“It’s important for us to have that be a local decision,” Kakley said.
In Northampton, that task went to a committee that reviewed proposals from three finalists this spring and chose Real Goods, which is headquartered in Louisville, Colo. The company has an East Coast office in Wilton, Conn., and has done work in other Massachusetts communities for some time.
“This is a company that does have a track record here,” Kakley said.
The team also interviewed Garrison’s company, Northeast Solar, and an eastern Massachusetts firm called SunBug.
Committee members said Real Goods Solar presented a series of choices for homeowners that they simply could not refuse.
“We really like Northeast Solar and we really wanted to give them the nod,” said Christopher Mason, the city’s energy and sustainability officer and a member of the committee. “But what’s the reason for the program? To drive up the number of PVAs (photovoltaic arrays) in Northampton.”
The bottom line, he said, is that Real Goods offers a funding mechanism that makes it possible for more homes to add solar panels than the other offers the committee received. This is a priority for the community, he said.
But Mason said homeowners are not required to use Real Goods Solar if they feel a local contractor better fits their needs.
“It was just our judgment that getting more solar in right now was the high priority,” Mason said. “But if someone really wants to go local (outside the Solarize Northampton program) we support that, too.”
Garrison maintains that using an out-of-state company sends investment money to other parts of the country, leads to fewer jobs, and hurts long-term economic growth for the state.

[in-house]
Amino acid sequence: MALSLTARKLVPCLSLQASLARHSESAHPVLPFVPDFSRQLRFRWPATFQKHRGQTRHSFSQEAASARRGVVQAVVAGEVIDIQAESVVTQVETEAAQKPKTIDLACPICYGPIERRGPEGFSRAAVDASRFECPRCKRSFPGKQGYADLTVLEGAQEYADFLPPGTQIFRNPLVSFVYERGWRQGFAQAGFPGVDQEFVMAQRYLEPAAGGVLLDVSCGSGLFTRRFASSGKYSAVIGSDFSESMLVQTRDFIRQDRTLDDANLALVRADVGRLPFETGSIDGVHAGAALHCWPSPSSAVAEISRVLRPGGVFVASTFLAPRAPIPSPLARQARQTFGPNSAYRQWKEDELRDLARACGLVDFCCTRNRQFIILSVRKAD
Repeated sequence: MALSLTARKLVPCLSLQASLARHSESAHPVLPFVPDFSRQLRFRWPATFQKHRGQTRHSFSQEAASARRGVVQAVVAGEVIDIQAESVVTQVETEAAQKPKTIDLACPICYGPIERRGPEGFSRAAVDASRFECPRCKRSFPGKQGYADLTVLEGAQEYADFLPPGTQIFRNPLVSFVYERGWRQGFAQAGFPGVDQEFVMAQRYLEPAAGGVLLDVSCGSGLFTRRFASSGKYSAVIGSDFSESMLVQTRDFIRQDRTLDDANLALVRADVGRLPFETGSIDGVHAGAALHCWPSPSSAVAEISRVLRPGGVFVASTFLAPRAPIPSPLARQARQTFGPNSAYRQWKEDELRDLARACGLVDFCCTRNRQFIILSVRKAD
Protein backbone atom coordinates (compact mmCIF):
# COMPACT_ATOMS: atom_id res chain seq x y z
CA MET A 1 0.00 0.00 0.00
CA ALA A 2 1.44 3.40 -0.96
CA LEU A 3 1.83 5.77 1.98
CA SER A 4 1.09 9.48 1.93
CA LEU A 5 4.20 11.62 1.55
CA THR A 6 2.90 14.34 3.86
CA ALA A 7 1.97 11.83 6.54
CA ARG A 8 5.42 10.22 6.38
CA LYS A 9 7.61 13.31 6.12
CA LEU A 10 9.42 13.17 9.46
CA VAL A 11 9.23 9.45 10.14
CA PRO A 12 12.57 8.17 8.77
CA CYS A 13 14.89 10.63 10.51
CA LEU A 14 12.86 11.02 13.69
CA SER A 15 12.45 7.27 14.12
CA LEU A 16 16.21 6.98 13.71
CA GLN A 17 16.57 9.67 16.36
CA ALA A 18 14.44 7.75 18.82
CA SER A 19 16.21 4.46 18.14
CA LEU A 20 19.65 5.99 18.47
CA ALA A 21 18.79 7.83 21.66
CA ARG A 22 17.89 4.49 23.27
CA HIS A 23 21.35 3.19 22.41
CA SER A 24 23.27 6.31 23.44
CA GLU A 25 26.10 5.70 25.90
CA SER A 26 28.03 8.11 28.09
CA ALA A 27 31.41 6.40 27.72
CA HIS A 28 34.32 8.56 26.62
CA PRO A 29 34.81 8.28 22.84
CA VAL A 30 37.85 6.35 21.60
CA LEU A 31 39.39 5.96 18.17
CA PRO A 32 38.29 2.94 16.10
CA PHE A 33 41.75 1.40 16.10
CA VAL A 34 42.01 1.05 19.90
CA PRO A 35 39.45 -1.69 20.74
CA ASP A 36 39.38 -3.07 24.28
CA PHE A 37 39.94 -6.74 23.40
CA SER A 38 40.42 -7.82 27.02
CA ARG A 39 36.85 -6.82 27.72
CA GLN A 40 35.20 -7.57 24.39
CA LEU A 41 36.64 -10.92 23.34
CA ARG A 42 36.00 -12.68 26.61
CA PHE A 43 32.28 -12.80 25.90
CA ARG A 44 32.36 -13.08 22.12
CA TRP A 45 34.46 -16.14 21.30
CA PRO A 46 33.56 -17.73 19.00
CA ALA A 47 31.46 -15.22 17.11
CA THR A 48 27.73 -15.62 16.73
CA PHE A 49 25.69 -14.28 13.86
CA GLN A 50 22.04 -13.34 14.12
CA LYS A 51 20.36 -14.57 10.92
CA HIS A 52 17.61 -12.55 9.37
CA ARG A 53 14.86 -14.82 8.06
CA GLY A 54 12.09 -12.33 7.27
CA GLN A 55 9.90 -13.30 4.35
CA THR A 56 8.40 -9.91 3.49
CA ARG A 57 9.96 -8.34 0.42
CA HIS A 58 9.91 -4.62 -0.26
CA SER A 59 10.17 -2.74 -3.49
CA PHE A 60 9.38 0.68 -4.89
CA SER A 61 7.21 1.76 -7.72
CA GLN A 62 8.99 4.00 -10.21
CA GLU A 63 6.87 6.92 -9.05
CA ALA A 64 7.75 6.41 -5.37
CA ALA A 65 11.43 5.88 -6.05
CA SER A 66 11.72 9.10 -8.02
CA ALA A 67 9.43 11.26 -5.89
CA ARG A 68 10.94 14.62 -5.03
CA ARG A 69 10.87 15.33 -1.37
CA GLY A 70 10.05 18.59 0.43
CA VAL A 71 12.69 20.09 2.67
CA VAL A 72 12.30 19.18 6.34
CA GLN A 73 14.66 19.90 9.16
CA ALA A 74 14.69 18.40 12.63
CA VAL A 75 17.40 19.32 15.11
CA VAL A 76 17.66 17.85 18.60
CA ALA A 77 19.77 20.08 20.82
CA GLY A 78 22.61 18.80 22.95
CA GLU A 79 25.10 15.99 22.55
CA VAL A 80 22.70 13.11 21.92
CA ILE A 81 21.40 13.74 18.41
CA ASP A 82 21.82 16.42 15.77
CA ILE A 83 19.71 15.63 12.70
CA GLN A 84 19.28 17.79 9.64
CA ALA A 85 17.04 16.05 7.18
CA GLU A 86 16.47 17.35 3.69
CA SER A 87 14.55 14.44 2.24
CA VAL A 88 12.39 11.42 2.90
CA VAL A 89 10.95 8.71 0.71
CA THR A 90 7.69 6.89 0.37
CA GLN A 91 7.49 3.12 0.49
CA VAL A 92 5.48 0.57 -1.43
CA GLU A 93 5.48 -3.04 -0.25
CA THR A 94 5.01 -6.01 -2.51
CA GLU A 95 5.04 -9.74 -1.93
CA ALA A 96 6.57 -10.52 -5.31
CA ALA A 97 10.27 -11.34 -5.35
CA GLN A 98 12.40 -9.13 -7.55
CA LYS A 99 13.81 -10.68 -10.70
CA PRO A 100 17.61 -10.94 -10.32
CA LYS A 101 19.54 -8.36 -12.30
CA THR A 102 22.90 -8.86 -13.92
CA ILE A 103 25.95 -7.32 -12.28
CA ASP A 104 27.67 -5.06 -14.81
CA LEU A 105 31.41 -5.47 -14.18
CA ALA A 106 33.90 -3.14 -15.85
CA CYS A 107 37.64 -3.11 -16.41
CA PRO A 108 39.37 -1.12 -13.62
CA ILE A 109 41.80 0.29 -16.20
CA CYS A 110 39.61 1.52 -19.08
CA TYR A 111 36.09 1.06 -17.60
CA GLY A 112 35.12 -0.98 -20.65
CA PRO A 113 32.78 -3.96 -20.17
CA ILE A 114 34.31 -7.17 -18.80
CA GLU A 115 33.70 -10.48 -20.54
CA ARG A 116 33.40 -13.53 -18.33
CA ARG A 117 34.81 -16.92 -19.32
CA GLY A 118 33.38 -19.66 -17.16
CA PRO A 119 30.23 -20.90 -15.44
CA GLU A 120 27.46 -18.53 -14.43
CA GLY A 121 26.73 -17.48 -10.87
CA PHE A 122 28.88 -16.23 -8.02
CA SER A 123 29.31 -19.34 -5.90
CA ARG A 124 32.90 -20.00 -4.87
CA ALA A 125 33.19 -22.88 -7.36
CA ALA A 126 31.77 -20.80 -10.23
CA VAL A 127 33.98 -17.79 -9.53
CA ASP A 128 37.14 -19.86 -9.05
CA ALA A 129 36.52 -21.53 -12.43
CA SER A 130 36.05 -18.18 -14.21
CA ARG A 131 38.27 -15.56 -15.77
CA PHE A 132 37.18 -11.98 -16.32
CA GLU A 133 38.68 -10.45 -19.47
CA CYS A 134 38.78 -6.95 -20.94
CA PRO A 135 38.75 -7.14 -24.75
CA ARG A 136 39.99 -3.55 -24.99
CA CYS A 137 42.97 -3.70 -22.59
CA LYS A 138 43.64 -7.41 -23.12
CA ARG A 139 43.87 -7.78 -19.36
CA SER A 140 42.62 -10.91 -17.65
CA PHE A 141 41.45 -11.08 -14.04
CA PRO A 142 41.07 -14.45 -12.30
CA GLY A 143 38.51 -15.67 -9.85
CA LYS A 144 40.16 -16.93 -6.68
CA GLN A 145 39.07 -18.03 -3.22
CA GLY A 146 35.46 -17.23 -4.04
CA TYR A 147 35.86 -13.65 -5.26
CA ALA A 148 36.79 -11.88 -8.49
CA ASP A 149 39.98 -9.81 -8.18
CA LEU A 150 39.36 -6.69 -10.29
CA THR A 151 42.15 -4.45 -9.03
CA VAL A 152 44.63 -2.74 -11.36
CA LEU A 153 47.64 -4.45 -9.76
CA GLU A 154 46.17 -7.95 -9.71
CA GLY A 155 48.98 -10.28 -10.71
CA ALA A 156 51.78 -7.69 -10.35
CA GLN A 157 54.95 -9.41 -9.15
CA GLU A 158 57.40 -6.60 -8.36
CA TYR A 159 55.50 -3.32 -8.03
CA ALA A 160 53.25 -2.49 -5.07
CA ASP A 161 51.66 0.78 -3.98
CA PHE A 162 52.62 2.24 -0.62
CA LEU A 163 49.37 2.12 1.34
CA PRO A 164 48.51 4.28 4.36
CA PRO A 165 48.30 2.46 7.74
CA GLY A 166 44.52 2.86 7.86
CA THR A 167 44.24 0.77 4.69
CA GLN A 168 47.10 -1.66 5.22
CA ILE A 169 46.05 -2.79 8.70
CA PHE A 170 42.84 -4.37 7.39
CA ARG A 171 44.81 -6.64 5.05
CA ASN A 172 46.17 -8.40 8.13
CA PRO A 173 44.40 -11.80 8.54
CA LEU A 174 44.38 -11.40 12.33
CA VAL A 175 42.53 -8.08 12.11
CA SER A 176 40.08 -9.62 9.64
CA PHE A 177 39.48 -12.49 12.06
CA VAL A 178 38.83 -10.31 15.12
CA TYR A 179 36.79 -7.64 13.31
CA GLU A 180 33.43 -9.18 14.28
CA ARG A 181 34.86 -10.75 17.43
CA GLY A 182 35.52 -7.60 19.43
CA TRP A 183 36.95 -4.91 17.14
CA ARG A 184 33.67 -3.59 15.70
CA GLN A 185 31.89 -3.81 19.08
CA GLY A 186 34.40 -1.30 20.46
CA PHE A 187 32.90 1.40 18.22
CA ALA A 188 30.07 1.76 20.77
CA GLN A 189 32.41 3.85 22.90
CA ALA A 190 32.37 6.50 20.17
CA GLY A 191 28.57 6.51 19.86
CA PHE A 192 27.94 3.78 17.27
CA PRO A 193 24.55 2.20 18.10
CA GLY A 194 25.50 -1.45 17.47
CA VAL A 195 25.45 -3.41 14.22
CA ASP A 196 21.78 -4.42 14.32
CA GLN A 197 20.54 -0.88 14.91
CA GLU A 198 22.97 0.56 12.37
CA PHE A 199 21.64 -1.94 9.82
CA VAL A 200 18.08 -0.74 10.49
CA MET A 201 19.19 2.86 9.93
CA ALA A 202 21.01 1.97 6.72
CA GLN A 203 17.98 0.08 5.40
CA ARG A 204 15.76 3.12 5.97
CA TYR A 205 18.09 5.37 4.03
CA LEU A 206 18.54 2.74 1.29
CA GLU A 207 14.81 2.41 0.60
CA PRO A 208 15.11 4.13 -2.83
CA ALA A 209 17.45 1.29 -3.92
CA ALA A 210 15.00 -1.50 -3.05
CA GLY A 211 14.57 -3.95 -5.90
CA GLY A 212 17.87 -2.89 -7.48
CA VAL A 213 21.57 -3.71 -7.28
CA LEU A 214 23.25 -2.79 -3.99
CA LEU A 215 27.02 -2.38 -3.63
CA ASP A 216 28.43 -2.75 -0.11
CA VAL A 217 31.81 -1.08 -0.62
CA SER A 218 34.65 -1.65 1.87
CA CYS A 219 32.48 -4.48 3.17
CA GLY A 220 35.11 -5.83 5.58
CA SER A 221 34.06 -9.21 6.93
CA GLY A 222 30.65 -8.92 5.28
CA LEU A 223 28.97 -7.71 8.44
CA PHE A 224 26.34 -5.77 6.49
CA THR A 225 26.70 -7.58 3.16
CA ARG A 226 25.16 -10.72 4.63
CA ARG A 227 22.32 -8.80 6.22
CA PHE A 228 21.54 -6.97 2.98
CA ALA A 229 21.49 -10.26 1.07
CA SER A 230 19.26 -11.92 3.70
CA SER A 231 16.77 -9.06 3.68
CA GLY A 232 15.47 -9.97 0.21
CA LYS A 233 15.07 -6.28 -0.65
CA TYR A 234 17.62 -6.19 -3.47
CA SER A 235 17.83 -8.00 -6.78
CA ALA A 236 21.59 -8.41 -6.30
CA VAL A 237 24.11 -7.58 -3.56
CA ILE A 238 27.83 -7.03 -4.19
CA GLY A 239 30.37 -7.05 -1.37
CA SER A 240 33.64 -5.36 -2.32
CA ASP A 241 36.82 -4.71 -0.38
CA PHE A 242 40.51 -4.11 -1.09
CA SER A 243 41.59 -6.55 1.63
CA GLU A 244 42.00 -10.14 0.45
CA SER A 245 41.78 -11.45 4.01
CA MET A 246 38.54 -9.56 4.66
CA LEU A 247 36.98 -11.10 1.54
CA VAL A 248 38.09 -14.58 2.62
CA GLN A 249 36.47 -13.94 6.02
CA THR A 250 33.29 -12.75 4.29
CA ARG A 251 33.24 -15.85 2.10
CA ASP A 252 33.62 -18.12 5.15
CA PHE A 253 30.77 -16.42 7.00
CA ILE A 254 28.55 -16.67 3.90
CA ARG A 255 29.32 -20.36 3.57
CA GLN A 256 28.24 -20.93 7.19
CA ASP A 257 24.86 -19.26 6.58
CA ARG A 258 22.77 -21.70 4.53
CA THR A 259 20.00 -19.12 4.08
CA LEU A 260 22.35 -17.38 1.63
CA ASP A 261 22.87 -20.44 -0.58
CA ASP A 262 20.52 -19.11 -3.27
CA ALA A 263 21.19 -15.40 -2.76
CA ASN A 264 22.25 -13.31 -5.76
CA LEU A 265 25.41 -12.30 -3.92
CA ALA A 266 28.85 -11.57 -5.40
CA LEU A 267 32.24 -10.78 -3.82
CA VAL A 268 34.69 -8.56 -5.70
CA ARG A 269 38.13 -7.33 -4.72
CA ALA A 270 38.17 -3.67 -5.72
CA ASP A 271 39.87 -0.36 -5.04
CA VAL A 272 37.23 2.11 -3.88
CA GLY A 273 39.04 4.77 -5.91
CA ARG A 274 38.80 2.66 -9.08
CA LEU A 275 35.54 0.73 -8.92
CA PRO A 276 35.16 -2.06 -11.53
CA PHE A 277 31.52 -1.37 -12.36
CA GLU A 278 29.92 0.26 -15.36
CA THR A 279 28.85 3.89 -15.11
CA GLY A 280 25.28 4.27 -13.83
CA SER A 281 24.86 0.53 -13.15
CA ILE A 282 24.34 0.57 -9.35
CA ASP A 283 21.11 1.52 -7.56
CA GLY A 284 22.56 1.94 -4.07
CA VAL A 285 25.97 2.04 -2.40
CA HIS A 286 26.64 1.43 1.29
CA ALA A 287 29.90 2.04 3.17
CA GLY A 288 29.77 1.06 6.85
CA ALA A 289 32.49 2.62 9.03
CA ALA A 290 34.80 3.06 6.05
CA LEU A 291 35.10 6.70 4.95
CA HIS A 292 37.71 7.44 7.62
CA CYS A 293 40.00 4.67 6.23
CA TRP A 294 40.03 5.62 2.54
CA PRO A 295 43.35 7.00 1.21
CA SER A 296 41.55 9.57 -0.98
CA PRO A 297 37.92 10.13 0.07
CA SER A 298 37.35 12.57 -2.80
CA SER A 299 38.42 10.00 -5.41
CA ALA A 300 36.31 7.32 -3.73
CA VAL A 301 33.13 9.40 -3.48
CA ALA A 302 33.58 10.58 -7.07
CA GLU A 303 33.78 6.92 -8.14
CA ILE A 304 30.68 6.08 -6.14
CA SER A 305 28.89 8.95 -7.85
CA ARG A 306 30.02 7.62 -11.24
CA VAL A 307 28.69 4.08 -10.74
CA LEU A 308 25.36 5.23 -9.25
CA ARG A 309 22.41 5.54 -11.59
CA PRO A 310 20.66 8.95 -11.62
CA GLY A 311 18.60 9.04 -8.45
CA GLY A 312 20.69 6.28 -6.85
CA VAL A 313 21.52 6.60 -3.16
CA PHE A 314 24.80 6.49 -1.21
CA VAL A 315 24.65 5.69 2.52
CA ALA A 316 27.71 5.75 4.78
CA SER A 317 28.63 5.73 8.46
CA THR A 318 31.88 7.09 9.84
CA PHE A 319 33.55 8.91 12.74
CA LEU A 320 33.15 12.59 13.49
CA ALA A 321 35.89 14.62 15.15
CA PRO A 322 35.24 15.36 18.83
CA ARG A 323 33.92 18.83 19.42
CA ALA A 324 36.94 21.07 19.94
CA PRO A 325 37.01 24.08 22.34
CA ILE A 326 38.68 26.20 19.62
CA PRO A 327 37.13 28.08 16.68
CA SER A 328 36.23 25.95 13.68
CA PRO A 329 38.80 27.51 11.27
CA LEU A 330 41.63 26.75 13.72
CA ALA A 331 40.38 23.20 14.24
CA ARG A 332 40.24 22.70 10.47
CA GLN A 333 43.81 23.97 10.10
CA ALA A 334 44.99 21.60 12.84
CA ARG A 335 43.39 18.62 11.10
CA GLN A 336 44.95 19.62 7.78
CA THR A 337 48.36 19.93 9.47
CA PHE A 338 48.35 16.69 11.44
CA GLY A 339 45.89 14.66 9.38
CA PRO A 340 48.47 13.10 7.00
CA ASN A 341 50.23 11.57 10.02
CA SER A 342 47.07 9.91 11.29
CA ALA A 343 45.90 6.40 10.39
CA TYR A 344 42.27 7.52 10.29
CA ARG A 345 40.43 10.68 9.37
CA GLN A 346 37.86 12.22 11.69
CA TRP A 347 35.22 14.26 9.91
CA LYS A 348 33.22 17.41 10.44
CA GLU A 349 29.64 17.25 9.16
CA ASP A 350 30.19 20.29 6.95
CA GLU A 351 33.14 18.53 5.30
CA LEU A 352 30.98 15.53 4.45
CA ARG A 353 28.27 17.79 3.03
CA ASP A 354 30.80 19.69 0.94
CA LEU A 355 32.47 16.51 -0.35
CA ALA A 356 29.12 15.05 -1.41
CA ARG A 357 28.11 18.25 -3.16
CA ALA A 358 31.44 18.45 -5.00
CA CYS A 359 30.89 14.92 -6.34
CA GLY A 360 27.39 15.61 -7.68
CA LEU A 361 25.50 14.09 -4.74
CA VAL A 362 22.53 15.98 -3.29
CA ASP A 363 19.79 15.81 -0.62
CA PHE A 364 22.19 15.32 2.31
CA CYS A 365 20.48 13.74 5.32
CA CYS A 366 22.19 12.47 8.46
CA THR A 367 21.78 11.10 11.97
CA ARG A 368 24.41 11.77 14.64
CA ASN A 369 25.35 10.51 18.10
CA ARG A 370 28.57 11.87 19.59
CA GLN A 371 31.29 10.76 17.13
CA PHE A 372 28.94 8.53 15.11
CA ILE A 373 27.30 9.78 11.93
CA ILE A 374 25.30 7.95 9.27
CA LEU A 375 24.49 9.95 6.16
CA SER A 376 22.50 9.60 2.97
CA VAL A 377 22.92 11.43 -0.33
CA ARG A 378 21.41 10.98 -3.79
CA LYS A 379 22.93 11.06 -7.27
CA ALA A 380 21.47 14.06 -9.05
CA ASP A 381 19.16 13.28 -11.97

“There’s so much pressure for the adoption of solar energy in large volumes to hit these big numbers that they don’t think about the local economy,” Garrison said.
How it works
The Solarize Mass program is designed to lower the cost of installing solar systems and save customers money on their electricity bills, depending on how many residents and businesses contract for solar. Prices would be tiered and would drop as more residents and businesses sign contracts.
Through Solarize Mass, homeowners and small businesses can buy a photovoltaic system outright or lease one through what’s known as a power purchase agreement, or PPA. The latter arrangement makes it easier for homeowners to take advantage of solar without the upfront costs. In this case, a homeowner leases roof space to an installer, who owns and maintains the system. Homeowners then purchase power at a rate lower than what they are paying through a utility.
The drawback to this arrangement is that the installer, not the homeowner, is able to sell solar renewable-energy certificates the system generates to utility companies that are required to buy them.
All of the finalists offered some form of a PPA agreement, but Real Goods’ proposal rose to the top because committee members thought it had the best chance of opening up a segment of the market that probably would not consider going solar right now.
That’s because Real Goods has promised to lock power prices at today’s rates for a 20-year period, which could amount to large savings for homeowners over the long run, Mason said.